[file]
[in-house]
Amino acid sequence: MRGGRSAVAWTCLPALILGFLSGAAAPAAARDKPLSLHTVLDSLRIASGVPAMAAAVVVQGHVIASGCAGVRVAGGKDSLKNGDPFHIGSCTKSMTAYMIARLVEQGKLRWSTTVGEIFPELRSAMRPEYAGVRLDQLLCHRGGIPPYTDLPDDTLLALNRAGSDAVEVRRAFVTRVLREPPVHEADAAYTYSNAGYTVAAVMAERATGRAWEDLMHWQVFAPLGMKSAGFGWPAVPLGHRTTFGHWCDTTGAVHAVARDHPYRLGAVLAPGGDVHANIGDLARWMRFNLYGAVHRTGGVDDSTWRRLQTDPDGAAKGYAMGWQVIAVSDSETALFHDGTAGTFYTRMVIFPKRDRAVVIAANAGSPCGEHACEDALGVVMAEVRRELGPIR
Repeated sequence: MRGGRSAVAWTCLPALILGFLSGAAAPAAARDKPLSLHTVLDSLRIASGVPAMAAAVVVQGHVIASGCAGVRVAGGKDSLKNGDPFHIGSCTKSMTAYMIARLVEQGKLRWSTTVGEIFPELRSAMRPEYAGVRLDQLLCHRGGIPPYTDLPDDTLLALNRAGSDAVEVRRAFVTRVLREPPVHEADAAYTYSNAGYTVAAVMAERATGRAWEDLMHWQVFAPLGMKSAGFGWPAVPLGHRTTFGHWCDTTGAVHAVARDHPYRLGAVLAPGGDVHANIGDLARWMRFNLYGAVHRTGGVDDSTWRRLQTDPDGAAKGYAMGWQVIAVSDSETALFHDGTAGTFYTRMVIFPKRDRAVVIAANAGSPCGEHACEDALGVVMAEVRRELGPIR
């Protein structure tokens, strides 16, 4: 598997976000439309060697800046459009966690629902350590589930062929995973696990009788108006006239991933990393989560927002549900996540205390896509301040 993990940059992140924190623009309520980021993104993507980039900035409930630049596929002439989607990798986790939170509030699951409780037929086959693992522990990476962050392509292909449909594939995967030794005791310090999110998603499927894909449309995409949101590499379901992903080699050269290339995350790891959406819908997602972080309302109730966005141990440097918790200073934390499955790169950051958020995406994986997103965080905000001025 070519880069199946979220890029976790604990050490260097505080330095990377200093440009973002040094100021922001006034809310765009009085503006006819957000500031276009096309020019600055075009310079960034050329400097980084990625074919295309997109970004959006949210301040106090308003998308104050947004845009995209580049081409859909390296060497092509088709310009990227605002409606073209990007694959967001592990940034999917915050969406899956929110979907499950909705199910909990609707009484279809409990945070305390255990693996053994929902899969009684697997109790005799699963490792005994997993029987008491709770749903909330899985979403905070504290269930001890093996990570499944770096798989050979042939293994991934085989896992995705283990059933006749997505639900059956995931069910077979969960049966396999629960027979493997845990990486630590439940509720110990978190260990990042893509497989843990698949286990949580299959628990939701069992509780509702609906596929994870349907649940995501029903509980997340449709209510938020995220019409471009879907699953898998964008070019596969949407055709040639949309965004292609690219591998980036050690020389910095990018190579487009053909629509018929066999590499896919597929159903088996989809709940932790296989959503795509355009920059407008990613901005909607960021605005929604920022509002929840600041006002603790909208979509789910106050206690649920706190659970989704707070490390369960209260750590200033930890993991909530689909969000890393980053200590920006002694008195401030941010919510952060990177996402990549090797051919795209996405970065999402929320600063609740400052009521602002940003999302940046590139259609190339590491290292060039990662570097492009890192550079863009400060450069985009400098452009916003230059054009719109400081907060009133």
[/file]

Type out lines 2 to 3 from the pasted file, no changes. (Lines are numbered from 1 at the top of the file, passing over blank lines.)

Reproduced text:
Amino acid sequence: MRGGRSAVAWTCLPALILGFLSGAAAPAAARDKPLSLHTVLDSLRIASGVPAMAAAVVVQGHVIASGCAGVRVAGGKDSLKNGDPFHIGSCTKSMTAYMIARLVEQGKLRWSTTVGEIFPELRSAMRPEYAGVRLDQLLCHRGGIPPYTDLPDDTLLALNRAGSDAVEVRRAFVTRVLREPPVHEADAAYTYSNAGYTVAAVMAERATGRAWEDLMHWQVFAPLGMKSAGFGWPAVPLGHRTTFGHWCDTTGAVHAVARDHPYRLGAVLAPGGDVHANIGDLARWMRFNLYGAVHRTGGVDDSTWRRLQTDPDGAAKGYAMGWQVIAVSDSETALFHDGTAGTFYTRMVIFPKRDRAVVIAANAGSPCGEHACEDALGVVMAEVRRELGPIR
Repeated sequence: MRGGRSAVAWTCLPALILGFLSGAAAPAAARDKPLSLHTVLDSLRIASGVPAMAAAVVVQGHVIASGCAGVRVAGGKDSLKNGDPFHIGSCTKSMTAYMIARLVEQGKLRWSTTVGEIFPELRSAMRPEYAGVRLDQLLCHRGGIPPYTDLPDDTLLALNRAGSDAVEVRRAFVTRVLREPPVHEADAAYTYSNAGYTVAAVMAERATGRAWEDLMHWQVFAPLGMKSAGFGWPAVPLGHRTTFGHWCDTTGAVHAVARDHPYRLGAVLAPGGDVHANIGDLARWMRFNLYGAVHRTGGVDDSTWRRLQTDPDGAAKGYAMGWQVIAVSDSETALFHDGTAGTFYTRMVIFPKRDRAVVIAANAGSPCGEHACEDALGVVMAEVRRELGPIR